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THE PRE-PANDEMICWORLD OF TOURISM HEAT MAP OF COUNTRIES BY TRAVEL AND TOURISM CONTRIBUTION TO GDP, 2019


Source: World Travel & Tourism Council


stamp’ visa—a one-year residency permit that allows foreignemployees to live in andwork fromthe country remotely. Elsewhere, in the same month,


Fiji launched a ‘blue lanes’ initiative that allowed yachts to berthin its marinas aftermeeting strict quaran- tine and testing requirements, a move the government called “a first step towards economic recovery”. The country is currentlywaiting to see if a Pacific corridor can be established between Australia and NewZealand and the Pacific islands. In Europe,Mediterranean coun-


tries forwhomtourismis amajor sec- tor, suchas Greece, Turkey and Portugal, are on tenterhooks as to whether theEU’s “DigitalCovid Certificate” will provide their econo- mies with amuch-needed boost. Tourism accounts for 20.3% of Greece’s economyas of 2019 and according to Reuters, the Greek cen- tral bank estimates a quarter of loans to the sector are nownon-performing.


Pushfor diversification Confronted withtheirownvulnera- bility,many countries have pushed ahead withdiversification schemes. Barbados, for example, plans to set up a special economic zone (SEZ) (see page 56). TheMaldives, which relies on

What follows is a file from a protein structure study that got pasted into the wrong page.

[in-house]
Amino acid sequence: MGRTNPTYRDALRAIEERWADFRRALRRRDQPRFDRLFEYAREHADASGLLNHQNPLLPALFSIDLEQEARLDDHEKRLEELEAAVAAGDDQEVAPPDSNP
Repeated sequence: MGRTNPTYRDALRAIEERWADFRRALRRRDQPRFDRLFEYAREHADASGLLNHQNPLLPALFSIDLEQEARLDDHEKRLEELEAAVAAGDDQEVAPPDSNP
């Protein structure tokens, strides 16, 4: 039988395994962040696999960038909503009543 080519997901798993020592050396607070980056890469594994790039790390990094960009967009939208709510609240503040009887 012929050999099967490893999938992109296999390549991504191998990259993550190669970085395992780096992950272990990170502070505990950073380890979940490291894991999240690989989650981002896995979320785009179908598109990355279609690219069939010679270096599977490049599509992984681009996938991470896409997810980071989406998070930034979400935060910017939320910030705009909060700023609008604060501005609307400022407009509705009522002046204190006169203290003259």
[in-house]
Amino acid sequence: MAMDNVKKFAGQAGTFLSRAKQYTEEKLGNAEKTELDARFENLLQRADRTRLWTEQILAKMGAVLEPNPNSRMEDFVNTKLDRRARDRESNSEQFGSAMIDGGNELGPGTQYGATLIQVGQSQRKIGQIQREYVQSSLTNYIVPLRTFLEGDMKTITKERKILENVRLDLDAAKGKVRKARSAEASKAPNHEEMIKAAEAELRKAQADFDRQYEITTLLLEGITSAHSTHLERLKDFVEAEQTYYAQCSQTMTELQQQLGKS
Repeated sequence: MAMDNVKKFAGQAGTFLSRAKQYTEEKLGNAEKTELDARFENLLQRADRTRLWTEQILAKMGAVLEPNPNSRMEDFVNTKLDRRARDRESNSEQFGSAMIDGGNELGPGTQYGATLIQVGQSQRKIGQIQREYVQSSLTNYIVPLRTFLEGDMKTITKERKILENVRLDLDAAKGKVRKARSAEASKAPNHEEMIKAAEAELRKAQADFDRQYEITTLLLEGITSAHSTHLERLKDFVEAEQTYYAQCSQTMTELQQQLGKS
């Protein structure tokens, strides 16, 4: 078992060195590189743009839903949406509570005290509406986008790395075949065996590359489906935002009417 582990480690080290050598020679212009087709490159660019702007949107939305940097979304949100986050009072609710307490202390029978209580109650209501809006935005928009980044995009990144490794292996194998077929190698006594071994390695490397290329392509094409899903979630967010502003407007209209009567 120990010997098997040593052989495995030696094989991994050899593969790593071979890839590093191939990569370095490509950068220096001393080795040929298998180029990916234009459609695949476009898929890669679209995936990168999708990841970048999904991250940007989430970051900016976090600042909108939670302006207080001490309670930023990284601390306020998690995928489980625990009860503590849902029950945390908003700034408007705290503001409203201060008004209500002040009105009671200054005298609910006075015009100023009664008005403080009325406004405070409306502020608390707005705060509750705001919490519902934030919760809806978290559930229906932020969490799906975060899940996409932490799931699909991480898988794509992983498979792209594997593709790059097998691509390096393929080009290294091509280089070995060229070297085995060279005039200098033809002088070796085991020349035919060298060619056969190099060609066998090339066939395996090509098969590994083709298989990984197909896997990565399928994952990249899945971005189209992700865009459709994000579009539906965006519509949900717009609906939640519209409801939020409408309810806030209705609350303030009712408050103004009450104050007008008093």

tourism for foreign exchange receipts for imports and where tourist arrivals fell 67.4% in 2020, is also stepping up its diversificationproposition.“We’re


June/July 2021 www.fDiIntelligence.com


currentlyworking on economic diver- sification throughexpanding the fisheries and agricultural sectors, establishing a decentralised network to provide public services,” president IbrahimMohamed Solih toldCNBC in a recent interview. Whentourism eventually takes


off again, it is unlikely to be business as usual. Expectations are for greater horizontal integration with other sec- tors, such as agriculture, aquaculture and wellness. For instance, the VanuatuDepartment of Tourismhas partnered with Planet Happiness to measure its residents’ happiness and wellbeing in a bid to “promote a tour- ism industry that is ethical, inclusive, cares for all our people, regenerates and protects our environment, cus- tomsand culture”. The IMF reports that post-pan-


demic there will be “a continuing shift toward ecotourism—a fast-grow- ing industry focused on conservation and local job creation”. It predicts this could give an additional boost to the industry, citing Thailand’s attempts to shift to nichemarkets suchas adventure travel and health and wellness tours. Timewill tell inwhat formtour-


ism returns and howcomfortable people feel travelling—but ahead of the unpredictability of the climate crisis, the need for structural reform and foreign investment in island economies with fewnatural resources andheavy debt burdens has never been clearer.■


83


INTERNATIONAL TOURIST ARRIVALS FELL BY 73% IN 2020, ACCORDING TO THEWORLD TOURISM ORGANISATION


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